The second variety (B) has on the obverse three small pellets in the left field (DO 9b) although these are again very small and appear in the small space between Christ’s right elbow and the throne. There are 12 “gold” specimens struck from two obverse and two reverse dies, 11 struck from one obverse die and the same reverse die used in the first issue and a single coin with an obverse die that is unique to this coin and a reverse die that is also found in issues D and E.
The third variety (C) has a small pellet above each side of Christ throne although the left hand one is tucked away in the same place as the three pellets in the previous variety (DO 6c). There are three “gold” specimens struck from a single obverse die and two reverse dies, one linking two of the coins to all the other issues and one linking this issue only to issues D and E.
The fourth variety (D) has a “grenade” above the right hand side of Christ’s throne (DO 12). There are 34 coins of this variety, including five base patinated ones, struck from a single obverse die and seven reverse dies, linking the issue to all except the last.
The fifth variety (E) has an annulet above the left hand side of Christ’s throne (DO 6b). There are 20 coins including two base patinated ones, struck from a single obverse die and from all nine reverse dies represented in this hoard and this issue is therefore linked to all the previous issues.
The 49 regular hyperpyra of John III of this type in the DO catalogue which are described as unclipped weight between 3.74g (DO 7d.1) and 5.04g (DO 5.12). Although the coins in this hoard are basically as struck and unclipped they are all of low weight as can be seen from the following list. As these coins purport to be hyperpyra they are, of course, the same size as the official issues and it is the lack of gold that accounts for their low weight.
1. 2.79g 2. 2.71g 3. 2.76g 4. 2.53g 5. 2.56g
6. 2.37g 7. 2.79g 8. 2.70g 9. 2.52g 10. 2.53g
11. 2.92g 12. 2.68g 13. 2.98g 14. 2.31g 15. 2.54g
16. 2.54g 17. 3.03g 18. 2.26g 19. 2.79g 20. 2.49g
21. 2.85g 22. 2.85g 23. 2.65g 24. 2.69g 25. 2.42g
26. 2.80g 27. 2.67g 28. 2.68g 29. 2.74g 30. 2.59g
31. 2.33g 32. 2.41g 33. 2.71g 34. 2.92g 35. 2.70g
36. 2.91g 37. 3.53g 38. 2.60g 39. 3.09g 40. 2.33g
41. 2.60g 42. 2.91g 43. 2.52g 44. 2.52g 45. 3.05g
46. 3.50g 47. 2.48g 48. 2.39g 49. 2.59g 50. 2.60g
51. 2.61g 52. 2.39g 53. 2.63g 54. 2.41g 55. 2.70g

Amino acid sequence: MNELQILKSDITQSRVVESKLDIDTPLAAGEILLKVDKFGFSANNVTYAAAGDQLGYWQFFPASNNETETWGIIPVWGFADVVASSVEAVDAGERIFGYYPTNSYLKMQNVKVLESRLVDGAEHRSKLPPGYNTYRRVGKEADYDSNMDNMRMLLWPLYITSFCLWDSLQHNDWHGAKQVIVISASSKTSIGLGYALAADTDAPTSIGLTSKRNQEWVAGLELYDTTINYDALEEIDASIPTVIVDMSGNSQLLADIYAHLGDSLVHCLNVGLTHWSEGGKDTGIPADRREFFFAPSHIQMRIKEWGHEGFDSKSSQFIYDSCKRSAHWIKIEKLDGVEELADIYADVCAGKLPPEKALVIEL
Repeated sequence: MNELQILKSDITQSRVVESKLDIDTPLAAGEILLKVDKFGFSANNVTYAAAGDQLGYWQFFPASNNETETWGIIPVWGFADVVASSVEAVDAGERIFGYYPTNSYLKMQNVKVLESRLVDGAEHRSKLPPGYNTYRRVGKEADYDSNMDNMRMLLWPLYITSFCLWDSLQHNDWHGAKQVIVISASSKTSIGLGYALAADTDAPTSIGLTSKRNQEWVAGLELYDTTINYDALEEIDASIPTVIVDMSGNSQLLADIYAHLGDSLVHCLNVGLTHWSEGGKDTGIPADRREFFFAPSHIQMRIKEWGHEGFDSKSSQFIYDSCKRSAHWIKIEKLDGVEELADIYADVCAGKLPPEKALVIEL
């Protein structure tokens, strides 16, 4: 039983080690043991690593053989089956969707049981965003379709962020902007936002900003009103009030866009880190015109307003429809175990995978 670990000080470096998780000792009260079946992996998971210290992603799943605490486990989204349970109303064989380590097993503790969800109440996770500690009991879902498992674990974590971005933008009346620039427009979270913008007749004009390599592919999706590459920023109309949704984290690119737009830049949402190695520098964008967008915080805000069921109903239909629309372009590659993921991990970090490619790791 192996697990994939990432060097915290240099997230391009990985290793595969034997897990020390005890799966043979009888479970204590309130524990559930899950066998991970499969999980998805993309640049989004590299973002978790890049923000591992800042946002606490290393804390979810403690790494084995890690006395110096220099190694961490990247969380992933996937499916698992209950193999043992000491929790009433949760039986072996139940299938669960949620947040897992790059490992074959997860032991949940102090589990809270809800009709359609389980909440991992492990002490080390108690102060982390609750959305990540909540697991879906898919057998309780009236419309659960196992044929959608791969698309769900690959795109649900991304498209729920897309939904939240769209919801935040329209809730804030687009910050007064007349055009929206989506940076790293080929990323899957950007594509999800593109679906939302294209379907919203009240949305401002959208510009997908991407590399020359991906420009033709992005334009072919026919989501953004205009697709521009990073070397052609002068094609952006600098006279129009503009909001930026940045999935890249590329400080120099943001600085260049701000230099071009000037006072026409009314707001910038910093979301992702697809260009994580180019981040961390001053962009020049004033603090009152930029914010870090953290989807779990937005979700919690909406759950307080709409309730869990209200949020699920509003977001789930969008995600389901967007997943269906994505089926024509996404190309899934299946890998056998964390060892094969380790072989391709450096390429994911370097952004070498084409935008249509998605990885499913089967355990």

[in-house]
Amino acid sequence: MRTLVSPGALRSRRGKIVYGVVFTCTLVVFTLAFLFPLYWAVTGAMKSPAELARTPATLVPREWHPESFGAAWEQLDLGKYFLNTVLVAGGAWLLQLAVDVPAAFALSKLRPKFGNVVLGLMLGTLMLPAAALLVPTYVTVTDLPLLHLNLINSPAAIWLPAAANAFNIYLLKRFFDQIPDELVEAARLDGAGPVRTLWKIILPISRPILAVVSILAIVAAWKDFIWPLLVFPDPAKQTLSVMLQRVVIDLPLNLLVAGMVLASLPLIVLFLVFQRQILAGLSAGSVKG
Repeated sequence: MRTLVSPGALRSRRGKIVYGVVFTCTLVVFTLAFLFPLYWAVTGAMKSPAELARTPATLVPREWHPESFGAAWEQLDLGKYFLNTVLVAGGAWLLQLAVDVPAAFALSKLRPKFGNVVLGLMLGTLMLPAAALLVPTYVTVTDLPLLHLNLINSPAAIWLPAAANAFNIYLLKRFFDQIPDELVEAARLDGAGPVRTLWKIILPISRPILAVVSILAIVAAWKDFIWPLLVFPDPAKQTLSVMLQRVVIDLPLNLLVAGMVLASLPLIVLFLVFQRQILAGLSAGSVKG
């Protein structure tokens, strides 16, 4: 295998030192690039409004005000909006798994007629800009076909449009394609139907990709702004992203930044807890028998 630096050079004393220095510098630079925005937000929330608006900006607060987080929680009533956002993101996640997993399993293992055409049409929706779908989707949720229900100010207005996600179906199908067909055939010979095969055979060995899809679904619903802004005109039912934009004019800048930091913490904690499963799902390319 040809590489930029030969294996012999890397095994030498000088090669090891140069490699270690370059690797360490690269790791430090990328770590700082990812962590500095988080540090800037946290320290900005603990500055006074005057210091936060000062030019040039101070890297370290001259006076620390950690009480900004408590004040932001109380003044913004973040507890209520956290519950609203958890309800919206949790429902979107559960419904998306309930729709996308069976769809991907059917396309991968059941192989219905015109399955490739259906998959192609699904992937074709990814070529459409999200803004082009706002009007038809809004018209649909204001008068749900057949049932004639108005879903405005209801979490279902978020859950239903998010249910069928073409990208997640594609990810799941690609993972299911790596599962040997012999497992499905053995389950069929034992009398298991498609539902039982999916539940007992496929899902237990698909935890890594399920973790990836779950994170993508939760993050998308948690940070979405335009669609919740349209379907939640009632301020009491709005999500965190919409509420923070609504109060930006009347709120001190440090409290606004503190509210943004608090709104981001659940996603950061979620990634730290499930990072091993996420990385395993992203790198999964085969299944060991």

56. 2.89g 57. 2.91g 58. 2.57g 59. 2.57g 60. 2.65g
61. 2.63g 62. 2.42g 63. 3.15g 64. 2.62g 65. 2.57g
66. 2.59g 67. 2.99g 68. 2.73g 69. 2.65g 70. 2.71g
71. 2.54g 72. 2.99g 73. 2.17g 74. 2.49g 75. 2.58g
76. 2.85g 77. 2.55g 78. 2.88g 79. 1.93g
80. 2.75g 81. 2.98g
In the table of the die links below the obverse dies are listed as A – E with the two dies of the second issue noted as Bi and Bii and the reverse dies numbered 1 – 9.
TABLE
This hoard is unusual in several respects.
1. XRF analysis indicates that there is no gold content.
2. The weights are very low, by a gram and more than the regular hyperpyra of John III, even though the coins are unworn and unclipped. The heaviest coin is lighter than the lightest unclipped specimen in the DO collection. The absence of gold accounts for this.
3. There are very few dies involved with only one obverse die for each variety except for the second issue. There are few dies and many die duplicates and the die-links between the issues are greater than is usual in a group of comparable size of John III’s hyperpyra although there were quite a number of die links in the Agrinion hoard which contained 189 hyperpyra of this type but none between issues with differing sigla. (3)
4. All the coins appear to have been carefully struck with a single vertical blow unlike the usual Byzantine method of striking with two slanting blows of one or two different
obverse dies which usually gives a central vertical line of overlap. (4) There is very little double striking on these coins considering the number of coins in the hoard. One coin (no. xx) has been double struck with the flan being flipped 180 degrees between strikes, something which would surely not be done by a modern forger.
5. The shape of the flans, which are as originally produced and have not been clipped after issue, are not individually unusual but as a group much more so since they are all roughly the same shape with none being circular but all slightly rectangular, slightly “taller” than “wider” as can be seen from the illustrations.